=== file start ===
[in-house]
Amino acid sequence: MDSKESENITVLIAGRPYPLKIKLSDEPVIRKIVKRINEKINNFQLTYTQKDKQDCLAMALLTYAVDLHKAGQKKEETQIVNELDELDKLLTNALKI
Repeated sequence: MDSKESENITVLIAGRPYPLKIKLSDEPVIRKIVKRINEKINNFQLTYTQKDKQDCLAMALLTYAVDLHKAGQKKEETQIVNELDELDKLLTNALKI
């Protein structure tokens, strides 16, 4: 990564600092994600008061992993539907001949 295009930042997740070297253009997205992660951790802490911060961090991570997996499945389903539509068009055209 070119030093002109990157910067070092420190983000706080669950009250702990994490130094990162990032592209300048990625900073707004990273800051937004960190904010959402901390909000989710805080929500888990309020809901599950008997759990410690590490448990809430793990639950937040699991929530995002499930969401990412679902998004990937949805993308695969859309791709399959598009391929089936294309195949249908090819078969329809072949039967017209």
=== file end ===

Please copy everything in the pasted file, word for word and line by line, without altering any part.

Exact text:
[in-house]
Amino acid sequence: MDSKESENITVLIAGRPYPLKIKLSDEPVIRKIVKRINEKINNFQLTYTQKDKQDCLAMALLTYAVDLHKAGQKKEETQIVNELDELDKLLTNALKI
Repeated sequence: MDSKESENITVLIAGRPYPLKIKLSDEPVIRKIVKRINEKINNFQLTYTQKDKQDCLAMALLTYAVDLHKAGQKKEETQIVNELDELDKLLTNALKI
């Protein structure tokens, strides 16, 4: 990564600092994600008061992993539907001949 295009930042997740070297253009997205992660951790802490911060961090991570997996499945389903539509068009055209 070119030093002109990157910067070092420190983000706080669950009250702990994490130094990162990032592209300048990625900073707004990273800051937004960190904010959402901390909000989710805080929500888990309020809901599950008997759990410690590490448990809430793990639950937040699991929530995002499930969401990412679902998004990937949805993308695969859309791709399959598009391929089936294309195949249908090819078969329809072949039967017209």